Friday, February 12, 2010


On a mission to reinvigorate the travel spirit and break the bonds which keep us tied to the desks where we toil we upped anchor for a long weekend and set sail for Amsterdam with Jess in tow as carry on luggage.

The financial and cultural capital of the Netherlands, Amsterdam is “well” impressive. Of course we were there for the red-light district and the many cannabis coffee shops so the weekend was a smoked filled blur of excess - excess in art and culture that is mum...

In seriousness we took in Amsterdam’s main attractions including its historic canals – yay town planning.

The Rijksmuseum was good for a morning of arts, crafts and history and is most famous for its collection of Rembrandt paintings, especially The Night Watch and its collection of Johannes Vermeer pieces.
Likewise the Van Gogh Museum (pronounced Van Gock by the Dutch) was also a good few hours. Showcasing work through VG’s life and his various emotional ups and downs right up to his death, it's home to the largest collection of VG paintings and drawings in the world.
One afternoon was spent on bicycles as we took to the dangerous streets for a fast paced look around. Driving on the right hand side of the road with trams, cars and bicycle lanes is no easy feat and apart from the occasional mishap like Jess and Clint colliding on takeoff it was incident free – or close enough to it.

The Anne Frank House was also on the cards as we toured the home of the Jewish wartime diarist who hid from Nazi persecution with her family and four other people in hidden rooms. Grim is a pretty good description of the place which is devoid of furniture. The mystery of who tipped off the Nazi’s still remains but my money is on Johannes Kleiman. I'm yet to meet a good Kleiman, they all seem to be a bunch of cheese heads!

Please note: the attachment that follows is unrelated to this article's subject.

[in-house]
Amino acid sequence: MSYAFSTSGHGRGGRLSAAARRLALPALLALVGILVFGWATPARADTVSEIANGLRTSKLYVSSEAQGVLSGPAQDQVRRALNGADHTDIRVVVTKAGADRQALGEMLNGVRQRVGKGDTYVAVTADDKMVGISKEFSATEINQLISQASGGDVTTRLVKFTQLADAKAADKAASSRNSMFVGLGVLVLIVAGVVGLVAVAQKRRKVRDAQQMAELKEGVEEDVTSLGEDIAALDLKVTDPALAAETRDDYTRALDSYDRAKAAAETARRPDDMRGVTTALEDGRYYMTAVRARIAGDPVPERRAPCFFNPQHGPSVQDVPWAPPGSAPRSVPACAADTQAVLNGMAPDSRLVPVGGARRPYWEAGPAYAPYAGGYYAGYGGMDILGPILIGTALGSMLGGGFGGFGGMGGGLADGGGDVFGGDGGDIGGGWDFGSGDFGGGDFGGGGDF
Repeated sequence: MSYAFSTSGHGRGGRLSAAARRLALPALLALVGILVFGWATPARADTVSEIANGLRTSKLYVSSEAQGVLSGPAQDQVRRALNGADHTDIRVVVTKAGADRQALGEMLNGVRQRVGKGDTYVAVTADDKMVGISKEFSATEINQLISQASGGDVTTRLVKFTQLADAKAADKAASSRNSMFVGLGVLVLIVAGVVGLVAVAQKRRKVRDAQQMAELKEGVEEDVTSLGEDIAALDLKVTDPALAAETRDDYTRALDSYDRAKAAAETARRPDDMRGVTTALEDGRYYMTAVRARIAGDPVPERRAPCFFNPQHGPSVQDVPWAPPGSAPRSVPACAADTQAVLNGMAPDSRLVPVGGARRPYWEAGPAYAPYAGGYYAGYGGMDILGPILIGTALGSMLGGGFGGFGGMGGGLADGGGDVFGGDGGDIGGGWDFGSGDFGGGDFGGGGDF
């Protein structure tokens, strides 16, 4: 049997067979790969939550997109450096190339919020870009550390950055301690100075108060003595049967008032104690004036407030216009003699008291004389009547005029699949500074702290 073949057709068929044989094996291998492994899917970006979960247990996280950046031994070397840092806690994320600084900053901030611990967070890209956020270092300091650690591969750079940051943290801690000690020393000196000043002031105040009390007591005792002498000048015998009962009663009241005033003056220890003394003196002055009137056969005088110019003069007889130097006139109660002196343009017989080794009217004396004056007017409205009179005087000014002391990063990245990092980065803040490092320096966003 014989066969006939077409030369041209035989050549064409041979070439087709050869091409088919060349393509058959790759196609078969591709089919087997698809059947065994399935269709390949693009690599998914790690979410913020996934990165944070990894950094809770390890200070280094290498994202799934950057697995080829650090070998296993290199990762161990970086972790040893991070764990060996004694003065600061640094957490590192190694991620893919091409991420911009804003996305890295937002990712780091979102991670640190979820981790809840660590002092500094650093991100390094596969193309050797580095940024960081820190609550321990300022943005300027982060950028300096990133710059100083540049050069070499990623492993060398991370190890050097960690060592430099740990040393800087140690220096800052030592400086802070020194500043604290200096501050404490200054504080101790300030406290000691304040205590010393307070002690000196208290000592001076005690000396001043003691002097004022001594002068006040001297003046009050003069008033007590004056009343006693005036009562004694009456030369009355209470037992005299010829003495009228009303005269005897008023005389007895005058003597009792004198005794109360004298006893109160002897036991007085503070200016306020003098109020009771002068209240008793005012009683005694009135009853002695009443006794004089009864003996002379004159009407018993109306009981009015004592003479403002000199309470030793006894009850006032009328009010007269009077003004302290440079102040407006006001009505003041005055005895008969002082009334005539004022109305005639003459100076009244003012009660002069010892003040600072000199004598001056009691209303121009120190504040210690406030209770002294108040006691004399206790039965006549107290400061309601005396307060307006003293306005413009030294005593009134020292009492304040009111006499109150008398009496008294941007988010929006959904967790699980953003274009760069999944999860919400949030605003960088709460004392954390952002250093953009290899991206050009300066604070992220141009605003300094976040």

Random Fact: Van Gogh didn’t start painting seriously until the age of 26. This means thats for Dan and I it's not too late to quit the day jobs and take up a brush.
Lessons Learned

Saturday, October 17, 2009


Keen for a weekend away we jumped a train to Bath. Joining us on our adventure were fellow New Zealanders, Jess and Leighton and our resident Bathonian travel buddy, Holly.

Bath is steeped with ancient history. It was first established as a spa resort by the Romans in AD 43 who took full advantage of the UK's only naturally occurring hot springs.

The must see attraction in Bath is the old Roman Baths. The complex is a well-preserved Roman site for public bathing. What started off as a temple between 60-70 AD gradually built up over the next 300 years. When the Romans ruled the roost bathing was hugely social and with a hot bath, warm bath and cold bath (the frigidarium) on offer they knew what they were doing.

When the Romans left in the 5th century the things went down hill and the baths fell into disrepair and were eventually "lost" due to silting up.

Audio tours are the norm so we hired some phones and set off around the baths. Type the number on the wall into your phone and it tells you all about what you're looking at. Dan and Jess really liked the phones.